Dec 6th, 2010, 06:40 AM
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First, do realise that towns round here are just normal. Call them "Olde Worlde" at your peril.

Second, as far as I'm aware there really isn't a market in Oxford for half day coach trips, so there aren't any. There are relatively expensive bespoke tours the tourist office will tell you about, or a mixture of foot, buses, boats and trains if you insist on not driving - though since most 80 yo's round here happily drive RH drive cars to France and Italy a couple of times a year, I can't see your problem.

Salters Steamers do scheduled boats from late May to Abingdon, which combines lots of pretty, normal-age (ie 300+ yo), buildings with practically no tourists.

There are direct trains to Worcester (hideous in parts, but lots of nice buildings too and with an interesting Roman history), Hereford (almost ditto), though nowhere else on that line probably meets your brief (Kingham for example, though obviously not for people who regard bread and butter as adventurous, is the second nicest small town in the world to live in, but devoid of any visitor interest except for the thoroughly unpretentious boozer that sells it). You've been to Winchester, if I remember rightly, but there are fastish train connections to Salisbury and Bath. Oh, and Stratford.

Heyford, though of limited interest itself, is a nice base for walks, on a lovely canal and handy for Rousham - a terrific bit of 18th century garden planning. Islip (birthplace of Edward the Confessor) ditto: both on local rail links

Moreton in Marsh, again of limited interest itself, is the railhead for the bus connections to the Cotswold towns described at www.cotswoldsaonb.org.uk/?page=Transport

Buses from Oxford to Gloucester (as Worcester, but with fewer ugly bits), Cheltenham, Burford (all at www.swanbrook.co.uk/busServicesOxford), Woodstock, Abingdon.

All of which said, the best way to see most of the nicer places round here is on foot, and Oxford has just about the best all-green footpaths from the city centre to surrounding towns and villages anywhere in England. The easiest way to see further afield on foot is by getting the two Cotswold Line walks books: From the Thames to the Wye and From the Wye to the Thames (www.clpg.co.uk/clpgfwtt.htm, or from the manned stations). Again: when most local 80 yos aren't driving to Spain or doing volunteer work in Tanzania, they're out on these footpaths.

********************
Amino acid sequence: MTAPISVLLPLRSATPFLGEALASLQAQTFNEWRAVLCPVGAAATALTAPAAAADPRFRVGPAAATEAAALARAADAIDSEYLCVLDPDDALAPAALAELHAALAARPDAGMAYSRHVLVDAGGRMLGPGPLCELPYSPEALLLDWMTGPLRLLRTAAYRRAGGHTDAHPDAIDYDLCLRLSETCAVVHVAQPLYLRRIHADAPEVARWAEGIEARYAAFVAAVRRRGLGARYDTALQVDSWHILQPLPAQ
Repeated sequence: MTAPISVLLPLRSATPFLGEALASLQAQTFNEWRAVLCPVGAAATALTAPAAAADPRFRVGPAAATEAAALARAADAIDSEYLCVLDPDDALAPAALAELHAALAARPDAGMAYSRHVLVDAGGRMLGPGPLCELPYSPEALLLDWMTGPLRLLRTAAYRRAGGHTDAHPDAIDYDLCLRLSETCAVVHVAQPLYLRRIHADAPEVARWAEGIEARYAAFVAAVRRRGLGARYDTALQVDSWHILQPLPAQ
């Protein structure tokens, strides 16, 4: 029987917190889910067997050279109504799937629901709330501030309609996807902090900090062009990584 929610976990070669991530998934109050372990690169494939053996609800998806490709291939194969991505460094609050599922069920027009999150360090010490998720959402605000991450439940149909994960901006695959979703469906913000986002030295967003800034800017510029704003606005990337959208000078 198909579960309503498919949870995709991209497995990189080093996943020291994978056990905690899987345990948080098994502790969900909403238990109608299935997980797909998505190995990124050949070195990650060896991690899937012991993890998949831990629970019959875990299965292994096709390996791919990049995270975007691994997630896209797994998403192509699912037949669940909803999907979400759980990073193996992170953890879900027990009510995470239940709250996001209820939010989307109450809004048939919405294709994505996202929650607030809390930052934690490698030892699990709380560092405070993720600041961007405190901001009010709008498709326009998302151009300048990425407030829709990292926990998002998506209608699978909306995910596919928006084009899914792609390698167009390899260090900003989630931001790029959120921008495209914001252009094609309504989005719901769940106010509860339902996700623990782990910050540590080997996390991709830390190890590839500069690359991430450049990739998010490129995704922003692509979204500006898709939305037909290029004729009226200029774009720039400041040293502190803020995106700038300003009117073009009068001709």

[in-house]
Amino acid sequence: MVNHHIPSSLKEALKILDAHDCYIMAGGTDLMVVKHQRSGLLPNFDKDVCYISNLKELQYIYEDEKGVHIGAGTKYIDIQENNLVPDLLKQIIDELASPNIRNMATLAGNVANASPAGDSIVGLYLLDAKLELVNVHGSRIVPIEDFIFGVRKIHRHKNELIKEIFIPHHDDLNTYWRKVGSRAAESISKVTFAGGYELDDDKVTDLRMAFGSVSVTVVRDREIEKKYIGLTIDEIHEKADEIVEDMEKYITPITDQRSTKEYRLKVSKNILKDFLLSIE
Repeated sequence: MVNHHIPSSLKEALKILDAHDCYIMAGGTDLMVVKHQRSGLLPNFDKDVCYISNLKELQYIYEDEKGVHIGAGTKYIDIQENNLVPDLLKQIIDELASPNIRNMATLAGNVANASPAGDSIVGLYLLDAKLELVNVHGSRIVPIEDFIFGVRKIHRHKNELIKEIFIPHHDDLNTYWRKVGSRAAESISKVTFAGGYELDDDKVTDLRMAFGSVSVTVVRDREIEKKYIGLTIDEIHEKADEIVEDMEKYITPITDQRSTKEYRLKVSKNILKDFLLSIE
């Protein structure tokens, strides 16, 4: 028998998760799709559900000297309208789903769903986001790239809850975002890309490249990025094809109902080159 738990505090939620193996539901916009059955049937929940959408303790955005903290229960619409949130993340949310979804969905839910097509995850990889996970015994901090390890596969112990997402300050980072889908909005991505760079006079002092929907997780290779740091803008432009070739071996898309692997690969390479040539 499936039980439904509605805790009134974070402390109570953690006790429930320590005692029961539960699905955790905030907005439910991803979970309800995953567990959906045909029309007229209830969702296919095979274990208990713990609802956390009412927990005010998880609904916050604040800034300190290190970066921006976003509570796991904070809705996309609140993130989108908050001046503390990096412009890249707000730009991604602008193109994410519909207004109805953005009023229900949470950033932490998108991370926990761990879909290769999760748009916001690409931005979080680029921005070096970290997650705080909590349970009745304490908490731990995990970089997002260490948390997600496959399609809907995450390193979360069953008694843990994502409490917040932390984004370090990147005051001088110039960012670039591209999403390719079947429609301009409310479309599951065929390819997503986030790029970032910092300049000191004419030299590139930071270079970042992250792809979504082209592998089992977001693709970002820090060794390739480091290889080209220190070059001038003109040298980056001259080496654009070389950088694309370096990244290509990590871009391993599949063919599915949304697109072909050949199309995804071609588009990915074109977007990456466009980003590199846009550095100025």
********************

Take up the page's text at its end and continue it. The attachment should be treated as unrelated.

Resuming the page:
Surely the point about having the time to potter round here isn't seeing Great Mustsees: it's going somewhere no-one would bother with normally and seeing unvisited minor pleasures. Coombe church, for example (by train to Charlbury or Hanborough, then foot) or Iffley church (just walk along the river)
flanneruk is offline  
Dec 6th, 2010, 07:28 AM
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I just did a short and pleasant "hike" (more like a 1hr+ walk) when in Oxford: along Port Meadow and the Thames, to the Trout Inn (gastro pub) in Wolvercote.
http://www.timesonline.co.uk/multime...02_524593a.pdf

I was a bit lazy (or had too many pints), and instead of walking back to Oxford, I took the bus from Wolvercote back into town.
Cowboy1968 is offline  
Dec 6th, 2010, 07:41 PM
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First, do realise that towns round here are just normal. Call them "Olde Worlde" at your peril>

rather IME call them 'quaint' - but they ain't is what flimflanneruk is trying to say!

Quaint they ain't!
PalenQ is offline  
Dec 7th, 2010, 12:43 AM
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I'm sorry if i upset anyone by my description. I certainly didn't mean to. I visited England in May/June this year and fell madly in love with it... that is why I want to return again in May 2011.Everyone was so friendly and helpful and I enjoyed everywhere we went.Most of that trip was a tour so this time i wanted to station myself in one central place and take day trips if i felt like it...and take my time. i thought oxford would be a great city to explore at leisure with a lot to experience.
As I've never had a car license I have to rely on public transport (another reason why i did the tour).Touring is fine in small burst but travelling and seeing what and when you like is much better, i feel.
Again please accept my apologise if i upset you.It is the last thing I would want to do.
moonrise
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Dec 7th, 2010, 01:58 PM
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Brits are quaint to Yanks but ordinary towns tend to be really dreary, proper towns that is - not gussied up Cotswold villages that are not nearly the real typical drab British towns.
PalenQ is offline  
Dec 7th, 2010, 02:07 PM
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"Quaint", oh dear, I think that nauseous feeling is coming on.
Hooameye is offline  
Dec 8th, 2010, 08:51 AM
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Quaint it ain't!